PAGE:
Motor impairments in autism spectrum disorders (ASD) have received far less research attention than core socialcommunication and cognitive features. Yet, behavioral, neurophysiological, neuroimaging and histopathological studies have documented abnormal motor system development in the majority of individuals with ASD suggesting that these deficits may be primary to the disorder. There are several unique advantages to studying motor development in ASD. First, the neurophysiological substrates of motor skills have been well-characterized via animal and human lesion studies. Second, many of the single- gene disorders associated with ASD also are characterized by motor dysfunctions. Third, recent evidence suggests that the onset of motor dysfunctions may precede the emergence of social and communication deficits during the first year of life in ASD. Motor deficits documented in ASD indicate disruptions throughout the neuroaxis affecting cortex, striatum, the cerebellum and brainstem. Questions remain regarding the timing and development of motor system alterations in ASD, their association with defining clinical features, and their potential for parsing heterogeneity in ASD. Pursuing these questions through neurobiologically informed translational research holds great promise for identifying gene-brain pathways associated with ASD.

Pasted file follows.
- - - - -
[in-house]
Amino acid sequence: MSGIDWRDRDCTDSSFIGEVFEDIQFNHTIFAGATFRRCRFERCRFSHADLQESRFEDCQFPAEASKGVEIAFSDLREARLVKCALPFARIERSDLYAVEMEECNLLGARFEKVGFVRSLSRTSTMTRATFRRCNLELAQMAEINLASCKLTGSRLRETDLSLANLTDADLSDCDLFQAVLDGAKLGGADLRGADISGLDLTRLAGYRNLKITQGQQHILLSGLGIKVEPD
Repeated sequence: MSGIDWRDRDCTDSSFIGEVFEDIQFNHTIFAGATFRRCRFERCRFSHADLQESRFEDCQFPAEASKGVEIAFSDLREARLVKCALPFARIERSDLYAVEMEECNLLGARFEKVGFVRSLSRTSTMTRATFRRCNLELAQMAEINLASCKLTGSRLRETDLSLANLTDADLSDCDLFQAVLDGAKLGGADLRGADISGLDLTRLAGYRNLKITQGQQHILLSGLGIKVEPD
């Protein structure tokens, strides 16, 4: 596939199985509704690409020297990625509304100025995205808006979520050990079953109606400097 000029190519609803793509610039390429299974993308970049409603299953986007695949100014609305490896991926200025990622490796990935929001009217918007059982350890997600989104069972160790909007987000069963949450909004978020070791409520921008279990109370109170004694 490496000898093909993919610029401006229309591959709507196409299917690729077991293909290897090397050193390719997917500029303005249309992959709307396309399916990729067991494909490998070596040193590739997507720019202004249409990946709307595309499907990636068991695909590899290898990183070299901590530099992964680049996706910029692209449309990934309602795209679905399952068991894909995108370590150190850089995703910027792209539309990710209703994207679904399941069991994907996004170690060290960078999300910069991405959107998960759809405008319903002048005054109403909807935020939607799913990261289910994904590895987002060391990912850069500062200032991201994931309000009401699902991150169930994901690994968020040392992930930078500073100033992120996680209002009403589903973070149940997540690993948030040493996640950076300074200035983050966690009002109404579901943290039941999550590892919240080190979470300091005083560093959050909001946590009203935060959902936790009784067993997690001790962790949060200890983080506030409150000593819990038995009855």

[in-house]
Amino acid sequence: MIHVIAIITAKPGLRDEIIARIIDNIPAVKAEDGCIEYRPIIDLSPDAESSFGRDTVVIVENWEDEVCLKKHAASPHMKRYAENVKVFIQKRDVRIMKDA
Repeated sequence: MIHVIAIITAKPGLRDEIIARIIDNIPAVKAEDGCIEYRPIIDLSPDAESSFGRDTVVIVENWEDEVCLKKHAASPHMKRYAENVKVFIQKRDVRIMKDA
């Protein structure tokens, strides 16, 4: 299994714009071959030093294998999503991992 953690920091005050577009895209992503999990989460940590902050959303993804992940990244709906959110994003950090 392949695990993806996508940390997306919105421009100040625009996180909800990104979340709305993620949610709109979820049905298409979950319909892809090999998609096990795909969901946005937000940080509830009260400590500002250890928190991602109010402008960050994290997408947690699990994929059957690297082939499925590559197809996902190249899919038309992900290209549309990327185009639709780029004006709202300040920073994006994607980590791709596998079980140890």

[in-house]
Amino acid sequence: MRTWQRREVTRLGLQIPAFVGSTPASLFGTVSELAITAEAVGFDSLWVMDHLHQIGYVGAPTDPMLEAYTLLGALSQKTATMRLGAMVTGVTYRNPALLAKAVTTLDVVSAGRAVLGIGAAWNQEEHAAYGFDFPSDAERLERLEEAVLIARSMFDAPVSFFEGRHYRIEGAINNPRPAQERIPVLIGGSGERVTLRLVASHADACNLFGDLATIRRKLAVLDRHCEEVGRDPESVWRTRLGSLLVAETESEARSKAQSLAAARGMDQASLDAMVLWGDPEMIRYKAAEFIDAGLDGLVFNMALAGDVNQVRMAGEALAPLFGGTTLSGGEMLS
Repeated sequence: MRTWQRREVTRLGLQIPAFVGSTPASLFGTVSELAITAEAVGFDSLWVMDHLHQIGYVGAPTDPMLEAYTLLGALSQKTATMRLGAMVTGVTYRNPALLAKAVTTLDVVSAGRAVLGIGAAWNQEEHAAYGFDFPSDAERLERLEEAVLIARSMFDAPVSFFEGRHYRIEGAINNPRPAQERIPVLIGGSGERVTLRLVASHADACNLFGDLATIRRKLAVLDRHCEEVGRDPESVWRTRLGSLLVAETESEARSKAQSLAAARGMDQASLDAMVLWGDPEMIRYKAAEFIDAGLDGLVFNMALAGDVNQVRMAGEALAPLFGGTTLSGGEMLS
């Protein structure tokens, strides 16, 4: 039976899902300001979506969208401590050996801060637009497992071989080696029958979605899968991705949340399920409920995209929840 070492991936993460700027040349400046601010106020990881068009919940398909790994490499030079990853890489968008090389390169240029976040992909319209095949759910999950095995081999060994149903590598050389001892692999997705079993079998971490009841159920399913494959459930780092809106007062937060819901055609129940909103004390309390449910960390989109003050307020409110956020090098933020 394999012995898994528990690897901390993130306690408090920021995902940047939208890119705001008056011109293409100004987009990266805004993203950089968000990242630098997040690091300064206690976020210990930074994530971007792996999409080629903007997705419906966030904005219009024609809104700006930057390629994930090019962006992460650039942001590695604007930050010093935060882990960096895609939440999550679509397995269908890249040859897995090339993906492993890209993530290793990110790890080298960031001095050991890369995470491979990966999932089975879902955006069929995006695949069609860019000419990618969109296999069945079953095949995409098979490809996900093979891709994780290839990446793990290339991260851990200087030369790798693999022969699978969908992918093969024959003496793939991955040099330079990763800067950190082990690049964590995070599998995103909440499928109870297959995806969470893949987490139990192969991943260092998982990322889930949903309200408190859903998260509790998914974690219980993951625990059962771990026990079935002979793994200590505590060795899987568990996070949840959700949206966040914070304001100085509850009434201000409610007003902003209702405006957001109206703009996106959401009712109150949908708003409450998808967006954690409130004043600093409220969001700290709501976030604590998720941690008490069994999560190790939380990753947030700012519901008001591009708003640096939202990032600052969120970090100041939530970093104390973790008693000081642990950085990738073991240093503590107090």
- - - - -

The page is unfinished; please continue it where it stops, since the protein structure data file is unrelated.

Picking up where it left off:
ASJC Scopus subject areas
- Biochemistry, Genetics and Molecular Biology(all)
- Environmental Science(all)
- Agricultural and Biological Sciences(all)